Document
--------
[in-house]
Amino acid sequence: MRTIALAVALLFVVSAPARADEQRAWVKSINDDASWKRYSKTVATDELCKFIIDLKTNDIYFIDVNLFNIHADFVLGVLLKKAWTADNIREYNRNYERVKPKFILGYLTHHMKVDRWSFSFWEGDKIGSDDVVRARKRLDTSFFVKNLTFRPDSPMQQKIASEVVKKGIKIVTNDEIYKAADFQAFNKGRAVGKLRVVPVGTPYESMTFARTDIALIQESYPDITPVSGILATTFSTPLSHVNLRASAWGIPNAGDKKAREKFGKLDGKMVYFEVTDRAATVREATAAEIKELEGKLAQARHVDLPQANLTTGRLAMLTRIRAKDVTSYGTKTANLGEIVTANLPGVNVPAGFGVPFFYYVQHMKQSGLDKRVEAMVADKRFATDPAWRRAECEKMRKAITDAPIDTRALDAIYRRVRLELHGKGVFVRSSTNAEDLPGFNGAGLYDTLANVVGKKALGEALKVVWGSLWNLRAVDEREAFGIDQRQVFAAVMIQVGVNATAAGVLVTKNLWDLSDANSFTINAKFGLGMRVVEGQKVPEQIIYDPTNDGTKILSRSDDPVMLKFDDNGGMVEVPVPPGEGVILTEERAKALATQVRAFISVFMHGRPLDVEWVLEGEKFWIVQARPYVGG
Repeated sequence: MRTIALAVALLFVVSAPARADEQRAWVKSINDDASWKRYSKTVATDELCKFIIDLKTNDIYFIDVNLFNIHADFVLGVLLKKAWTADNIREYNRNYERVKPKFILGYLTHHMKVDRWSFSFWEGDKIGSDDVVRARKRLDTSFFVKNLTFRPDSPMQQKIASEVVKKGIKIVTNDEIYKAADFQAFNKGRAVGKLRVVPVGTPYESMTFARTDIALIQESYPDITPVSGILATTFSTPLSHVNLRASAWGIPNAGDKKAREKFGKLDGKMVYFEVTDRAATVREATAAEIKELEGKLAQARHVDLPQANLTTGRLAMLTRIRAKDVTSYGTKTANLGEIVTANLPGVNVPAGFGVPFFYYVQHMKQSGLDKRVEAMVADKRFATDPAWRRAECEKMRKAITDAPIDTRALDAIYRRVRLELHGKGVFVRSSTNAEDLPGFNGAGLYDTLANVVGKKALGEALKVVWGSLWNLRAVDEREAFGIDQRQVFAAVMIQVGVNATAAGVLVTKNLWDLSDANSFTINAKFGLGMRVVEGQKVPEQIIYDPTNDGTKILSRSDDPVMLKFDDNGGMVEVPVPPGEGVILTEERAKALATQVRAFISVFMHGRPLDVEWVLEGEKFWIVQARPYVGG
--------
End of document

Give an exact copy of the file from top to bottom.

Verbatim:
[in-house]
Amino acid sequence: MRTIALAVALLFVVSAPARADEQRAWVKSINDDASWKRYSKTVATDELCKFIIDLKTNDIYFIDVNLFNIHADFVLGVLLKKAWTADNIREYNRNYERVKPKFILGYLTHHMKVDRWSFSFWEGDKIGSDDVVRARKRLDTSFFVKNLTFRPDSPMQQKIASEVVKKGIKIVTNDEIYKAADFQAFNKGRAVGKLRVVPVGTPYESMTFARTDIALIQESYPDITPVSGILATTFSTPLSHVNLRASAWGIPNAGDKKAREKFGKLDGKMVYFEVTDRAATVREATAAEIKELEGKLAQARHVDLPQANLTTGRLAMLTRIRAKDVTSYGTKTANLGEIVTANLPGVNVPAGFGVPFFYYVQHMKQSGLDKRVEAMVADKRFATDPAWRRAECEKMRKAITDAPIDTRALDAIYRRVRLELHGKGVFVRSSTNAEDLPGFNGAGLYDTLANVVGKKALGEALKVVWGSLWNLRAVDEREAFGIDQRQVFAAVMIQVGVNATAAGVLVTKNLWDLSDANSFTINAKFGLGMRVVEGQKVPEQIIYDPTNDGTKILSRSDDPVMLKFDDNGGMVEVPVPPGEGVILTEERAKALATQVRAFISVFMHGRPLDVEWVLEGEKFWIVQARPYVGG
Repeated sequence: MRTIALAVALLFVVSAPARADEQRAWVKSINDDASWKRYSKTVATDELCKFIIDLKTNDIYFIDVNLFNIHADFVLGVLLKKAWTADNIREYNRNYERVKPKFILGYLTHHMKVDRWSFSFWEGDKIGSDDVVRARKRLDTSFFVKNLTFRPDSPMQQKIASEVVKKGIKIVTNDEIYKAADFQAFNKGRAVGKLRVVPVGTPYESMTFARTDIALIQESYPDITPVSGILATTFSTPLSHVNLRASAWGIPNAGDKKAREKFGKLDGKMVYFEVTDRAATVREATAAEIKELEGKLAQARHVDLPQANLTTGRLAMLTRIRAKDVTSYGTKTANLGEIVTANLPGVNVPAGFGVPFFYYVQHMKQSGLDKRVEAMVADKRFATDPAWRRAECEKMRKAITDAPIDTRALDAIYRRVRLELHGKGVFVRSSTNAEDLPGFNGAGLYDTLANVVGKKALGEALKVVWGSLWNLRAVDEREAFGIDQRQVFAAVMIQVGVNATAAGVLVTKNLWDLSDANSFTINAKFGLGMRVVEGQKVPEQIIYDPTNDGTKILSRSDDPVMLKFDDNGGMVEVPVPPGEGVILTEERAKALATQVRAFISVFMHGRPLDVEWVLEGEKFWIVQARPYVGG